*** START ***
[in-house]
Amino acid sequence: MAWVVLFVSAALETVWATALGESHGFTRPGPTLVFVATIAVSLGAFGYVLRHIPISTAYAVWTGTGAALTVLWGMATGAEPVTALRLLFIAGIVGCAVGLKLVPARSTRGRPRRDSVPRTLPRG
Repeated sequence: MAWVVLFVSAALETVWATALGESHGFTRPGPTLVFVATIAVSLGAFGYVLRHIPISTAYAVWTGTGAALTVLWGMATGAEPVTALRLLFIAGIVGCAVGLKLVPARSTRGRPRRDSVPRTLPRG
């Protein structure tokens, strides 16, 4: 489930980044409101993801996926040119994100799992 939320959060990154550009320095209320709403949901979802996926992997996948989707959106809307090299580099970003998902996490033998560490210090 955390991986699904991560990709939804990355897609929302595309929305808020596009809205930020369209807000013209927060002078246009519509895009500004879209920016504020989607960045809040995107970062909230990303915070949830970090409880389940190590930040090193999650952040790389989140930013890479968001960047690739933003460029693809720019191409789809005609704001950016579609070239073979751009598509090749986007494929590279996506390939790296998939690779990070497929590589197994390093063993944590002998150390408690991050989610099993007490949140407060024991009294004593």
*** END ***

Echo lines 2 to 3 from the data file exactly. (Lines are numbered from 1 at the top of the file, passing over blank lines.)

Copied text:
Amino acid sequence: MAWVVLFVSAALETVWATALGESHGFTRPGPTLVFVATIAVSLGAFGYVLRHIPISTAYAVWTGTGAALTVLWGMATGAEPVTALRLLFIAGIVGCAVGLKLVPARSTRGRPRRDSVPRTLPRG
Repeated sequence: MAWVVLFVSAALETVWATALGESHGFTRPGPTLVFVATIAVSLGAFGYVLRHIPISTAYAVWTGTGAALTVLWGMATGAEPVTALRLLFIAGIVGCAVGLKLVPARSTRGRPRRDSVPRTLPRG